television cable internet service

chris corayer ccorayer at
Tue Jun 17 12:58:29 PDT 2003

>To make life easy, I had a windows box laying around for the technician
>to verify a live line with.  Once it was live and he was gone, I
>switched to using a BSD router on the connection.

I did the same here.  Although to be honest, nothing the tech did here
should have made any difference whatsoever.  He plugged in the modem, booted
the computer ( DHCP ), and went into the browser for a couple of minutes.

>Yeah, they are paranoid about servers, but never do anything about them
>until it starts to cost them money.  If they were really strict on the
>no servers policy, they would be able to allow any windows box to
>connect to their network.

The tech didn't mention anything about servers to me.  But in all honesty I
haven't bothered to try and see if they're blocking ports or not.  I would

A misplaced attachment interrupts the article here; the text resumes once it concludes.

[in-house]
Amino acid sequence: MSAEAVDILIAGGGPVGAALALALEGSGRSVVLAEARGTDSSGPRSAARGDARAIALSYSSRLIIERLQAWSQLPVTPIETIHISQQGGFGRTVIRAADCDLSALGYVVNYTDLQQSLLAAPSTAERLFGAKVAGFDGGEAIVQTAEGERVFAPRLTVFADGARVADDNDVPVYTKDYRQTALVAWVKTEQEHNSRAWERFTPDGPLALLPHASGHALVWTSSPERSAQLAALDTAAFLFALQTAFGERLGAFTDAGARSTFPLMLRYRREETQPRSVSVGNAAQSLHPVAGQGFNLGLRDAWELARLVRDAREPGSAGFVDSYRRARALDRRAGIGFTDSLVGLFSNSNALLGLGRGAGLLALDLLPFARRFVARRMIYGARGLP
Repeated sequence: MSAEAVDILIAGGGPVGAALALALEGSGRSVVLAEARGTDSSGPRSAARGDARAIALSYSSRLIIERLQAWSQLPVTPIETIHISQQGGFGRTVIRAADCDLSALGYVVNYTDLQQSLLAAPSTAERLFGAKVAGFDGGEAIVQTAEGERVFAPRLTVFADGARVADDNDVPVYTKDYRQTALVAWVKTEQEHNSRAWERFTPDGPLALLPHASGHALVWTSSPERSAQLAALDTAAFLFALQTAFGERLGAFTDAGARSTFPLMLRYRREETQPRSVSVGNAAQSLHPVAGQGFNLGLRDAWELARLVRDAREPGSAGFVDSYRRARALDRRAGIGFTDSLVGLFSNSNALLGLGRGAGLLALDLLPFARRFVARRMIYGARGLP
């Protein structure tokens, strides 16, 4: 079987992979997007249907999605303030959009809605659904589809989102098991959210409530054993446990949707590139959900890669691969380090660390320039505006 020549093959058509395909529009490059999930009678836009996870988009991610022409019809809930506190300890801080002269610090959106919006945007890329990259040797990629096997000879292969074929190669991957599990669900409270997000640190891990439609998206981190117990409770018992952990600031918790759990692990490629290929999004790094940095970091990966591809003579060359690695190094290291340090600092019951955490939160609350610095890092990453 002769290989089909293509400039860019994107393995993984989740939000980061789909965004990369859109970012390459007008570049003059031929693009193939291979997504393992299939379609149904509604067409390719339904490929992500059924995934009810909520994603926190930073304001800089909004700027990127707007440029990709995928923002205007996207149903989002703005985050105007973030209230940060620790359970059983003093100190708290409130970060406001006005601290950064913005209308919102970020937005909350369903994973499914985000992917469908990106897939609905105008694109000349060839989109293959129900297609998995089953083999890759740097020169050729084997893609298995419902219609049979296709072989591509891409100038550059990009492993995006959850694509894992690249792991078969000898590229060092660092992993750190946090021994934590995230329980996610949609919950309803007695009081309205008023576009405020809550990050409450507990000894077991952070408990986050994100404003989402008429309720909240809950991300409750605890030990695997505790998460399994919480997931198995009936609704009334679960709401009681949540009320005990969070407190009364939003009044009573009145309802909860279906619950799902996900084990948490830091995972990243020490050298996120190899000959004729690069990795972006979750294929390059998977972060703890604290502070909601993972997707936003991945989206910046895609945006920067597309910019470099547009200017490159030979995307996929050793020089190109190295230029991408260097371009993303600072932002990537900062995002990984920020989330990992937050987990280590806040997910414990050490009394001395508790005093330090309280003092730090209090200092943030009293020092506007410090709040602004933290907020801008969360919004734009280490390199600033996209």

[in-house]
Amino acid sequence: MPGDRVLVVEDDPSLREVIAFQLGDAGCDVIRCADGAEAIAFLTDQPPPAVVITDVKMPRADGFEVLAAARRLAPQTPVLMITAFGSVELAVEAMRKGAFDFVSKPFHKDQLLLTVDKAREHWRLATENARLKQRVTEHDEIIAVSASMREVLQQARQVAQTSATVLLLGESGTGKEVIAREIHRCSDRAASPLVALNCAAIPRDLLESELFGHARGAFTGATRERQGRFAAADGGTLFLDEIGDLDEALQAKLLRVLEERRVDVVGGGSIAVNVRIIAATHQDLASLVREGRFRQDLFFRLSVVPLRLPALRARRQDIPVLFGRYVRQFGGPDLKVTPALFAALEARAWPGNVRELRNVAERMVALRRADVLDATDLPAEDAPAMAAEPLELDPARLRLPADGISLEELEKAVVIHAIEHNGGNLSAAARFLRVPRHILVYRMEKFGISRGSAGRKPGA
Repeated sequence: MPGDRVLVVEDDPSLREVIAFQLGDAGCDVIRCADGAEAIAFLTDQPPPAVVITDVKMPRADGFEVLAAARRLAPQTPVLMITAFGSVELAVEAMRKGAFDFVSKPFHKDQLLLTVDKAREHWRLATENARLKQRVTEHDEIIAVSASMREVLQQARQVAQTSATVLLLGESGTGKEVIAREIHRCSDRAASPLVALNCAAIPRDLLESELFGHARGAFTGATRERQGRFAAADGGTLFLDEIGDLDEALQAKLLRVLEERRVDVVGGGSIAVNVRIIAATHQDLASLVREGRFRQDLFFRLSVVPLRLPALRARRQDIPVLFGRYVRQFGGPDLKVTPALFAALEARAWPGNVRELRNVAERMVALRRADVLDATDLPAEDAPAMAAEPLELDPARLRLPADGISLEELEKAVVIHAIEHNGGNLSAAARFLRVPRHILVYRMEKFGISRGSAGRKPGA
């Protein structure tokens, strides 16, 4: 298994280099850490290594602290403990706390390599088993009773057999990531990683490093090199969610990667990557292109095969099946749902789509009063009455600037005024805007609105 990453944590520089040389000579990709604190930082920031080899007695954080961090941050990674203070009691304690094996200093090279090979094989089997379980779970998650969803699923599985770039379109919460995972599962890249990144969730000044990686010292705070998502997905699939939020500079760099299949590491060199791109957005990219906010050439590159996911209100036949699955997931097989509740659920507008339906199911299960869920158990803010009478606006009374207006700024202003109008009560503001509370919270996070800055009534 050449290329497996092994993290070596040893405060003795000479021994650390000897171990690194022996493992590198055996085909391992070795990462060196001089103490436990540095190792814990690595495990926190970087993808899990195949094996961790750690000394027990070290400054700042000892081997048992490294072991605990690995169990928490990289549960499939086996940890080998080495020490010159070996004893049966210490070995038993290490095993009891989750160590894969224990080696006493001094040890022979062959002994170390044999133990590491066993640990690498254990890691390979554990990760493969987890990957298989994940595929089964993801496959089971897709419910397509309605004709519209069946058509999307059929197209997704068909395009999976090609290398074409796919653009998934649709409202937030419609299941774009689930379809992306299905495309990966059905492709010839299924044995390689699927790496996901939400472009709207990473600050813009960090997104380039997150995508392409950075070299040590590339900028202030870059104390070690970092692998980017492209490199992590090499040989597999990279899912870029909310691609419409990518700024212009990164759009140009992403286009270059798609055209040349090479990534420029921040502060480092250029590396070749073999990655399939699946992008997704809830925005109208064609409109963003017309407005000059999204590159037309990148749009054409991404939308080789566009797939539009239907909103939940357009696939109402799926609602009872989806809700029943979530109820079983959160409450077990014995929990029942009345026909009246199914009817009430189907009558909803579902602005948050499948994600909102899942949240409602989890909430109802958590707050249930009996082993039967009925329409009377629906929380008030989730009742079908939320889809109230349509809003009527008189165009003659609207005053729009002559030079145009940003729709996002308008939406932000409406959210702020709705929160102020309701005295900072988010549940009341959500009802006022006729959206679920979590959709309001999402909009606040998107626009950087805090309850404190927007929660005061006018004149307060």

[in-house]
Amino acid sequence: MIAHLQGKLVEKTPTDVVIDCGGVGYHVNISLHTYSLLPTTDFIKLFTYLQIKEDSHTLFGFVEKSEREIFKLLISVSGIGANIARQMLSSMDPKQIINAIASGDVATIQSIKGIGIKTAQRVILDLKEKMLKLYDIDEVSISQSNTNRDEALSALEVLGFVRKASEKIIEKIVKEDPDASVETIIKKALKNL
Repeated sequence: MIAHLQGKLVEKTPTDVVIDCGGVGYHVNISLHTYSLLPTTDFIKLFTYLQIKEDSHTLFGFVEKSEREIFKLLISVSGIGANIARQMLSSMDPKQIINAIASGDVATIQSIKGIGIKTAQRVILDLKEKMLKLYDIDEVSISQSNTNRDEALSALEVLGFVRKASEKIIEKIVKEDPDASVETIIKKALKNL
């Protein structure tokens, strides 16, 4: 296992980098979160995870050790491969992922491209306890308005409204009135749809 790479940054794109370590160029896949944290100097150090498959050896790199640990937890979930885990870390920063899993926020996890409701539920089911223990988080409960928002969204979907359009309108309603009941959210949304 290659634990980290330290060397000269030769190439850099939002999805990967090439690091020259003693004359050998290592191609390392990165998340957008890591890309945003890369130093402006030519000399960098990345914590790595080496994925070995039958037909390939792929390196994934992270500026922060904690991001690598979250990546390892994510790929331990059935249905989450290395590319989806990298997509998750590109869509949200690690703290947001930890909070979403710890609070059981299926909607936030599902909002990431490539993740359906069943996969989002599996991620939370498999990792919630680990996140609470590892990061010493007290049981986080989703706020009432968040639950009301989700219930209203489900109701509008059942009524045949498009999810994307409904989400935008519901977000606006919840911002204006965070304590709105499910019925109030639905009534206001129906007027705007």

suspect that they are though.

>BSD should work fine with Comcast.  I am not sure how comcast in your
>area differs from the seattle area, but they should all be BSD friendly.
>The big trouble is that initial service with cable/dsl is rather flaky.
>It usually takes the ISP a month or so to figure out how a network is to
>be expanded or something.

My BSD stuff works fine here.  And yes, for the first couple of months the
service would flake out daily in the early afternoon.  Lately it's been
solid.  Depending on what your needs are, you could also consider a cheap
router ( linksys or others ) as they're down to ~50$ or so.  That's not much
more than a cheap switch at this point, so even if you don't decide to use
it as a router you can use it for your network anyway.  Much of it is point
and click, which may be useful until you learn more about how to fully set
up your BSD box's firewalling and such.  As the DHCP server and NAT are
already built in, this might also be helpful until you get DHCP server set
up on your BSD box as well.

Hope this helps.


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